Robert F. Kennedy Jr., the environmental lawyer and anti-vaccine activist who launched his 2024 presidential bid earlier this year, discussed the importance of a democratic election and critiqued the Democratic National Committee over the push to change the presidential nominating calendar in a Thursday address to the New Hampshire Senate.
Speaking to lawmakers in the New Hampshire State House – a rare public speech since he began his presidential campaign – Kennedy said it’s important that “we have a real democracy and a democratic election in New Hampshire.”
“There’s so many Americans who believe that the system now is rigged, the economic system, but also the political system, that the elections are fixed,” he said in Concord. “And we ought to be, the Democratic Party particularly, ought to be making this election a template for democracy to our country and to the rest of the world.”
Kennedy’s comments come amid his longshot challenge against President Joe Biden for Democratic presidential nomination. He entered the primary in April shortly before Biden announced his reelection bid. Author Marianne Williamson also is challenging the president.
According to a CNN poll published last week, 60% of Democratic and Democratic-leaning voters say they back Biden for the top of next year’s Democratic ticket, 20% favor Kennedy and 8% back Williamson. Another 8% say they would support an unnamed “someone else.”
Kennedy said he opposes the Democratic National Committee’s decision to “evict New Hampshire from the first-in-nation status,” referring to the DNC’s approval of a plan to demote longtime early voting states Iowa and New Hampshire in the 2024 presidential primary calendar in February. New Hampshire has a state law that protects its first-in-the-nation primary status. Biden proposed in December to have South Carolina be the first state to host a primary.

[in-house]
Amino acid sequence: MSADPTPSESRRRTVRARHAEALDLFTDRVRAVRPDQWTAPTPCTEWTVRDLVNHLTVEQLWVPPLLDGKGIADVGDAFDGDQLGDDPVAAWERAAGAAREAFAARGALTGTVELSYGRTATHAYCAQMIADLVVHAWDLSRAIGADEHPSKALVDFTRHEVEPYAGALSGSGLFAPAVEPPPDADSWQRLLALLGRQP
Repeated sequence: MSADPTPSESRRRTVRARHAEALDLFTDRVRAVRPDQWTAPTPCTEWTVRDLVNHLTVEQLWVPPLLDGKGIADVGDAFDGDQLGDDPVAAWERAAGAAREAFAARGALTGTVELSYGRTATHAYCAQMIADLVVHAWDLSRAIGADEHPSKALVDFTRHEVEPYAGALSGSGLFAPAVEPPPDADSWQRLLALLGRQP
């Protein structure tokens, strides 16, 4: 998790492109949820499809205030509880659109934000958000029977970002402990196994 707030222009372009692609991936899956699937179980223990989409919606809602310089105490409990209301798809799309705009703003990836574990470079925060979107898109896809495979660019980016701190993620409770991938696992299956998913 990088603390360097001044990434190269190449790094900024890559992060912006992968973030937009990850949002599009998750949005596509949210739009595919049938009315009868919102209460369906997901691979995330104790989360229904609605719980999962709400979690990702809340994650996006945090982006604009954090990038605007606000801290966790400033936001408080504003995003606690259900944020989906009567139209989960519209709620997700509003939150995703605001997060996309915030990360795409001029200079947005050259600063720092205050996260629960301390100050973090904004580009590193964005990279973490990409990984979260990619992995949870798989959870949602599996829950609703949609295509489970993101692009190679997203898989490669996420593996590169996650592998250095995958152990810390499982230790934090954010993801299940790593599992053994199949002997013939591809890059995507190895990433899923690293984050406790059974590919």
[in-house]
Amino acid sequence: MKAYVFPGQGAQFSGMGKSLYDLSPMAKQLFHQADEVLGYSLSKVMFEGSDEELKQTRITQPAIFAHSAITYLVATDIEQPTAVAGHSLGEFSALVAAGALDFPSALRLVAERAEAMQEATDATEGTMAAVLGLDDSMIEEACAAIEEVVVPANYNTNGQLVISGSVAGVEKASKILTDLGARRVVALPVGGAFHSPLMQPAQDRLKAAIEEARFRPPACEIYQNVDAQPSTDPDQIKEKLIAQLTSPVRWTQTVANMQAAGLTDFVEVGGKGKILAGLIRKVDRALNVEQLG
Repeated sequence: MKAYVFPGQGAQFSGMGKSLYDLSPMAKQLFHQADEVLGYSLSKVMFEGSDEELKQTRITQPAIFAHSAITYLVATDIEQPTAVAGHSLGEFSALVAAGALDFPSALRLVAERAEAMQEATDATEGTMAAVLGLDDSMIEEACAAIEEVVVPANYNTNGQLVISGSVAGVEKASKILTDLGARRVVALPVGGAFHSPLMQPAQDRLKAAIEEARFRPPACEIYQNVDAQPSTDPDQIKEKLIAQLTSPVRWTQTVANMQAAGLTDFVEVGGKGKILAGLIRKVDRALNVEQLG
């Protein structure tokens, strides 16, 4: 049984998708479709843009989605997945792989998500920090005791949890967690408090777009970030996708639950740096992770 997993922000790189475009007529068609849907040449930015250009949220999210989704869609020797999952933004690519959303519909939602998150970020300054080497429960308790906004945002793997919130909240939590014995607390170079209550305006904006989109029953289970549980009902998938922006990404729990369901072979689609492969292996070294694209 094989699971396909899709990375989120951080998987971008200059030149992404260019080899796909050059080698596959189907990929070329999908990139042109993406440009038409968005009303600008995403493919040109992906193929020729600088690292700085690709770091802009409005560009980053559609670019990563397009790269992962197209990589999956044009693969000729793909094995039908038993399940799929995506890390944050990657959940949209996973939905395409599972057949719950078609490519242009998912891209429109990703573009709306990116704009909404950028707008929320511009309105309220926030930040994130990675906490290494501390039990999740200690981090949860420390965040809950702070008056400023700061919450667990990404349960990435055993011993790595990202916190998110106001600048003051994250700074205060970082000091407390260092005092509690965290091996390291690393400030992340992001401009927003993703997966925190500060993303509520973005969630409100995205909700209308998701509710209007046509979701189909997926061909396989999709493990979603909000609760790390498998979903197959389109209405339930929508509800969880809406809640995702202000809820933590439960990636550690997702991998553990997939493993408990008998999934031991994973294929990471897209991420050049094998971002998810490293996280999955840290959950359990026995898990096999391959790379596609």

“It is more than a tradition. New Hampshire plays a critical role in vetting candidates for the rest of the country,” he said.
The Democratic candidate also praised the retail politics that have become a keystone of campaigning in New Hampshire. He said other states are content with having politicians come in with money from billionaires, heavy advertising and staging occasional rallies that are heavily orchestrated.
“But here, politicians get a real democracy. They encounter people. They have to go to the hair salons, the barber shops, the diners, the gas stations. They have to talk to the 80-year-old lady who reads the Financial Times and The Economist every week,” he said.
Kennedy, a longtime vaccine skeptic, mentioned how the country’s rights are “under attack like never before in history,” referencing the coronavirus pandemic.
“In the last three years, there’s been an all out assault on the Bill of Rights,” he said. “We now have for the first time, the government participating in censorship, of political dissent, of people who are criticizing federal policies.”
He attacked the closing of churches, social distancing and government track-and-trace surveillance. At the start of the pandemic, churches were closed and social distancing was enforced across the country to contain the spread of coronavirus, while the government used methods to track cases.
Kennedy began his speech by mentioning his family’s history in the state, including the camping and hiking trips he went on during summers and winters.